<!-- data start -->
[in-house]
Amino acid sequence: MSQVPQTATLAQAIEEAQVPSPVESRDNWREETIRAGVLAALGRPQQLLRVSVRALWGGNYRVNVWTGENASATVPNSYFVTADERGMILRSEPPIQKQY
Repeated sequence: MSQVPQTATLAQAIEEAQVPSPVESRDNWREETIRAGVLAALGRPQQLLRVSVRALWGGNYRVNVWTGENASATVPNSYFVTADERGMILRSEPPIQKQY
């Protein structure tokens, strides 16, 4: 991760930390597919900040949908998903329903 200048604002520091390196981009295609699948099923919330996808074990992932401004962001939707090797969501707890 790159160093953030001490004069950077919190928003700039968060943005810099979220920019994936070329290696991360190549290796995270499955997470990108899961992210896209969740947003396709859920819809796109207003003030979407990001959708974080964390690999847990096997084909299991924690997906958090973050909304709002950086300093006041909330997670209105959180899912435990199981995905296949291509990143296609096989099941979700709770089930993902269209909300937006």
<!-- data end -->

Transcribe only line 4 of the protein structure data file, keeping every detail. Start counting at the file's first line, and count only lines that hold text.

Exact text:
């Protein structure tokens, strides 16, 4: 991760930390597919900040949908998903329903 200048604002520091390196981009295609699948099923919330996808074990992932401004962001939707090797969501707890 790159160093953030001490004069950077919190928003700039968060943005810099979220920019994936070329290696991360190549290796995270499955997470990108899961992210896209969740947003396709859920819809796109207003003030979407990001959708974080964390690999847990096997084909299991924690997906958090973050909304709002950086300093006041909330997670209105959180899912435990199981995905296949291509990143296609096989099941979700709770089930993902269209909300937006």